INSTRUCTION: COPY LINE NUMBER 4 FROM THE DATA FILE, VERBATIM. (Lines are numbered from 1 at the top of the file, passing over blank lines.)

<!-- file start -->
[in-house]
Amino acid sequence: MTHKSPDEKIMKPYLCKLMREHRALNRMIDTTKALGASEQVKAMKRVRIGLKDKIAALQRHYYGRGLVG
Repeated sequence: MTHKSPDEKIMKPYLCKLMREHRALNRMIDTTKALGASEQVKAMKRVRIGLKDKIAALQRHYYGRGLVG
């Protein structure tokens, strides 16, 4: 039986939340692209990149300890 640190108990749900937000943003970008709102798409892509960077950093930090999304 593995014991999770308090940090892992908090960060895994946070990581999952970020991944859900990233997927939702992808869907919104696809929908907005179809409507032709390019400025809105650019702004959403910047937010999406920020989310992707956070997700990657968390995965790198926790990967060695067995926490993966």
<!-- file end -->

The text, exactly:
């Protein structure tokens, strides 16, 4: 039986939340692209990149300890 640190108990749900937000943003970008709102798409892509960077950093930090999304 593995014991999770308090940090892992908090960060895994946070990581999952970020991944859900990233997927939702992808869907919104696809929908907005179809409507032709390019400025809105650019702004959403910047937010999406920020989310992707956070997700990657968390995965790198926790990967060695067995926490993966």